What happens when you get an epidural steroid injection?

Written by: Dr Ralph Rogers
Edited by: Karolyn Judge

If you experience severe back pain, one of the treatment solutions is an epidural steroid injection.


Here to explain what’s involved in this procedure is leading sports medicine specialist Dr Ralph Rogers.


An epidural steroid injection is useful for back pain

What is an epidural steroid injection?

An epidural injection is when steroid is injected into the epidural space. This is a space located between the vertebrae and the dural sac of the spine, and it’s surrounding the spinal cord.


The steroid, in theory, reduces the inflammation of the nerve roots as they leave the spine, which can help alleviate back pain.



How is the injection performed?

The patient lies on their stomach, and the neck or back skin is cleansed with an antiseptic solution. The skin and deeper tissues are then made numb with an anaesthetic using a small needle. Once the anaesthetic takes effect, an X-ray machine guides the needle into the epidural space.


X-ray contract is injected once the epidural space is entered, which ensures correct positioning of the needle. Then, medication that consists of a numbing medicine and steroid called dexamethasone will be injected. The procedure takes approximately 15 minutes.



Will the injection hurt?

There is some discomfort with needle insertion. However, this is minimised by numbing the skin that is over the joint with a local anaesthetic.



How long do results last?

They might last a few months or much longer. The most important is pain relief in the first couple of hours after the injection. This is because it tells us our diagnosis is likely correct. If the symptoms do return, we’ll discuss options available for continued pain relief, which may include repeating the injection for additional benefit.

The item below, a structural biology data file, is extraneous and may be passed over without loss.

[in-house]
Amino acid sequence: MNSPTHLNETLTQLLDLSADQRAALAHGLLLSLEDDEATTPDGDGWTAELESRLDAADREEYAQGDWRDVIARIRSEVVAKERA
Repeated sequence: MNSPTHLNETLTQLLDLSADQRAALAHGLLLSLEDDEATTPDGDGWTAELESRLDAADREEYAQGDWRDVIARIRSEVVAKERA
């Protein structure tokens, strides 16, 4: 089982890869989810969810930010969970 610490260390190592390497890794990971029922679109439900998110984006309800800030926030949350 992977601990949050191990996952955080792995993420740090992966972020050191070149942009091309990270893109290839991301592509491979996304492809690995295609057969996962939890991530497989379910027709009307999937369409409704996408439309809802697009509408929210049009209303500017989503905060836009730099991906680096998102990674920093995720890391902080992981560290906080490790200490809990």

What happens after the injection?

You will go to a follow-up appointment in order to discuss how effective the epidural steroid injection was. If it wasn’t successful, other treatment options will be discussed.



What are the risks and side effects?

Serious side effects and complications are rare. The most common issue is having pain in the area of the injection for a few days. Other complications are:

  • infection;
  • bleeding, and;
  • nerve injury.

These complications are minimised by using a sterile technique and fluoroscopy for X-ray needle guidance.




If you’re in London and would like to see if epidural steroid injections are the right treatment option for your back pain concerns, arrange an appointment with Dr Rogers via his Top Doctors profile.

By Dr Ralph Rogers
Sports medicine

Dr Ralph Rogers is a renowned consultant in sports medicine and regenerative orthopaedics, with a special interest in non-surgical orthopaedic techniques and regenerative medicine to treat chronic pain and musculoskeletal problems. He is an innovator, using cutting-edge techniques, such as radiofrequency ablation (RFA) and Cooled RF treatment as treatment options for chronic pain and osteoarthritis, extracorporeal shockwave therapy, platelet-rich plasma (PRP) therapy, and lipogems.

Dr Rogers studied a degree in psychology in Delaware, US, before undertaking his medical training at the University of Leuven in Belgium. He went on to gather further qualifications from various international institutions, including a PhD in exercise physiology and an MSc for his work on PRP.

He specialises in non-surgical treatments for orthopaedic conditions, working closely with his patients to improve mobility, performance, and maintain a good quality of life free from pain. Dr Rogers tailors treatment to each patient and considers the needs and goals of each and every one.

Dr Rogers has served as team doctor and sports physician for various associations and teams, including the Warwickshire County Cricket Club and Chelsea Football Club. He has acted as Musculoskeletal Consultant for the West Midlands, Manchester, and Nottingham Police Forces, and he currently serves as the Medical Advisor to the National Basketball Association (NBA) in the US. 

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